The death of history: Inside the crumbling state of Jos museum | Dailytrust

The death of history: Inside the crumbling state of Jos museum

The Jos museum, which incorporates the Museum of Traditional Nigerian Architecture (MOTNA), with life-size replicas of a variety of buildings, from the walls of...

A failed attempts to prevent the Kano Walls from ruin at the Jos Museum
A failed attempts to prevent the Kano Walls from ruin at the Jos Museum

The Jos museum, which incorporates the Museum of Traditional Nigerian Architecture (MOTNA), with life-size replicas of a variety of buildings, from the walls of Kano and the mosque of Zaria, to the Tiv and Anaguta compounds, is today a ghost of itself. Once a centre of knowledge, culture and tourism, some parts of MOTNA now lie in a pile of sand. Daily Trust on Sunday reports the decades of neglect and religious controversies that leave Nigeria’s historical monuments in ruins.  

 

From Yusufu Aminu Idegu, Jos  

                                                                                                                      

The Jos museum, which incorporates the Museum of Traditional Nigerian Architecture (MOTNA), used to be a site to behold. University students across West Africa used to visit the ancient structures for historical knowledge. Architectural students found the preserved ancient designs inspiring, and for students of Theatre and Film Arts, as well as those of the Nigerian Film Corporation and the Film Institute, MOTNA provided a captivating setting to stage plays and dramas that depicted Nigeria’s traditional settings. 

Today, however, the historical structures which once provided an imposing status of Nigeria’s past and cultural heritage has been turned into a heap of red sand, akin to an anthill.

In 2002, Nigeria’s then Minister of Culture and Tourism, Ojo Maduekwe, while touring the Jos museum, aptly described it as a “refrigerated memory of Nigerian culture and history.” 

The museum used to be famous for housing the country’s traditional architectural design on display, where one could find the Kano walls, the Bight of Benin, the Katsina mosque and other cultural architectural designs. Sadly, today, a number of these monuments which had been preserved for historical and cultural importance have been left in ruins.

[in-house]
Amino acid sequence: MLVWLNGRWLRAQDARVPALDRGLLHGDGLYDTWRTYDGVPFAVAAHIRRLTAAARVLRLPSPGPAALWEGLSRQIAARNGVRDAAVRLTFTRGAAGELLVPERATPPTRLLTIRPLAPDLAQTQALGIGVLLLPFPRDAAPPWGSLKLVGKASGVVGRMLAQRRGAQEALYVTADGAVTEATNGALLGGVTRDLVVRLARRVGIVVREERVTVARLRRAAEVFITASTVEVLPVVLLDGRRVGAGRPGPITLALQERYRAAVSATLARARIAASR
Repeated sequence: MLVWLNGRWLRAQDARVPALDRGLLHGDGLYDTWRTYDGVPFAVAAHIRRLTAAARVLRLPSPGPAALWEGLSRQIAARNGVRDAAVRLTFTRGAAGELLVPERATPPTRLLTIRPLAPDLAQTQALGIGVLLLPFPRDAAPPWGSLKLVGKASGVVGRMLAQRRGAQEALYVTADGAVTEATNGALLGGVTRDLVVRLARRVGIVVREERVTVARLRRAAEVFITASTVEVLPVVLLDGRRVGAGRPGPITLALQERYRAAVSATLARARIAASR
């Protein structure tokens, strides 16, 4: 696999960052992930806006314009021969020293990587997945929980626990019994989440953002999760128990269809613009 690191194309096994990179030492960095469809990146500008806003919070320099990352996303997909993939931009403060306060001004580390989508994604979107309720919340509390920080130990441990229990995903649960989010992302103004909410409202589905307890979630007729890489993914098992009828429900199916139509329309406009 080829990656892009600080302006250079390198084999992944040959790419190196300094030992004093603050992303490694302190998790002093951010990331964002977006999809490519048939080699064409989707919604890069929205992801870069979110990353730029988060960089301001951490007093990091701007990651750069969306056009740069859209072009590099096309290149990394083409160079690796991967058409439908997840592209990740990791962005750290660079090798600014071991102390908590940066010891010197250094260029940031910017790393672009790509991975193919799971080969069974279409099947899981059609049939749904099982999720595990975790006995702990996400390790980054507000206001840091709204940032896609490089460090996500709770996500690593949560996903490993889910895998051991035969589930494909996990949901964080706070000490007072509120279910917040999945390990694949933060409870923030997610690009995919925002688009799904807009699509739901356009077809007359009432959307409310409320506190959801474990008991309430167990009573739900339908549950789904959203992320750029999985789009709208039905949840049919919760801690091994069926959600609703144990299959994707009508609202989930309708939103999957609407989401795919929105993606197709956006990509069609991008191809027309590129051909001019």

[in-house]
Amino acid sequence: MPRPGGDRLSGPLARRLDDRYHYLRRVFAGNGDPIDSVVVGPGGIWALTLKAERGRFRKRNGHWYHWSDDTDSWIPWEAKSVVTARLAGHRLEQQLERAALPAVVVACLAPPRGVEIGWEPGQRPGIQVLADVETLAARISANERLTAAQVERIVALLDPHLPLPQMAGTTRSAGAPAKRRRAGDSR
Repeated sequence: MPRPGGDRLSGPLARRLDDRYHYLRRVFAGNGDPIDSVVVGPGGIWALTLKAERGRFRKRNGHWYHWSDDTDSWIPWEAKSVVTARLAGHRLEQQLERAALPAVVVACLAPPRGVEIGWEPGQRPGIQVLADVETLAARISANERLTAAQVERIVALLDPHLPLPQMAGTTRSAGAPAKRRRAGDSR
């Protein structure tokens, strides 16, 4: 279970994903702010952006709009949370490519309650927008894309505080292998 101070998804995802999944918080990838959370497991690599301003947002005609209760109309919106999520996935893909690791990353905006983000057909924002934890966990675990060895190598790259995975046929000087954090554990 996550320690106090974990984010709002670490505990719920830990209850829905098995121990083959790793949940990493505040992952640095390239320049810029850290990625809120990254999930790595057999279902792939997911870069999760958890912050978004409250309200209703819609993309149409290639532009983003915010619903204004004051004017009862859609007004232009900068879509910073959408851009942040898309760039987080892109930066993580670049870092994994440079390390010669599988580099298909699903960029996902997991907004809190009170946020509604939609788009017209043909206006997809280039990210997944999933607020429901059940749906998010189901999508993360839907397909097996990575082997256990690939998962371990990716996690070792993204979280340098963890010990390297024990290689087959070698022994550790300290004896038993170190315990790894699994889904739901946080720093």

Records available to our correspondent have it that the Jos museum was set up in 1952 by Bernard Fagg, a British archaeologist who worked for the then British colonial administration in Jos, and widely associated with the discovery of Nigeria’s Nok culture. 

 

The Jos museum is a complex of different exhibition areas situated within Jos city, where visitors can admire samples of terracotta figurines attributed to Nok people. The complex also has areas dedicated to the history of architecture, tin mining and railways. 

Experts said that in that the past, the museum had served as an important centre of research into the prehistoric culture of Nigeria, and was once recognised as one of the best in the country. 

The pottery hall of the museum has a collection of uniquely crafted pottery from all over the country and MOTNA’s life-size replicas of a variety of buildings, from the walls of Kano and the mosque in Zaria to a Tiv compound, which gave the museum a unique attribute.  

A former staff of the museum, Mr Labaran Musa, described the Kano wall as a unique architecture on its own, saying, “if you look at the building you cannot access the wall from outside, there is a drainage around it that is almost a gully. That makes it difficult for one to climb the wall from outside. So the design of the building takes care of its security and whoever is inside it.”

He added that in pre-colonial days and traditional warfare, enemies on horses were unable to access the Kano wall from outside. 

“When you shot your arrows they would not penetrate the wall. Then, there were holes round the topmost side of the wall, through which the person inside could peep to see anyone outside and shoot his arrow towards the enemy from the inside,” he narrated.

The Director of Civil Liberty Organisation, Mr Steve Aluko, also said, It is unfortunate that these traditional architectural monuments today lie in ruins, looking like an ancient village destroyed by war or tsunami.”

Our correspondent reports that a visit to the museum shows an institution suffering from decades of neglect. 

An abandoned mining exhibition building at the Jos museum PHOTOS- Yusufu Aminu Idegu

 

Daily Trust on Sunday found that among some of the factors responsible for the collapse of the museum and others across the country is religion. 

Santos Ayuba Larab, a senior lecturer in the Department of History and International Studies, University of Jos, said the federal government, which is responsible for preserving the country’s cultural heritage, chose to abandon the museum because some religious leaders saw the cultural artefacts as fetish, and therefore, should be discarded.

Larab, who is also a member of the Historical Society of Nigeria said, “The problem began with attaching religious sentiments to our cultural heritage. So we have allowed religion to kill our history.”

Our correspondent discovered that the land mass of over 100 hectares belonging to the museum and meant to accommodate more architectural structures of various ethnic groups, has been sold out to private individuals, who now use the space as event centres, horticulture and restaurants. 

The largest part of the museum is the section where MOTNA is found. There, one can have access to unique pre-colonial designs of buildings of various ethnic groups. From the Tiv compound of Benue State, to the Anaguta, Jarawa and Berom people of Plateau State, the monument’s beauty, serenity, as well as its security features used to be a sight to behold.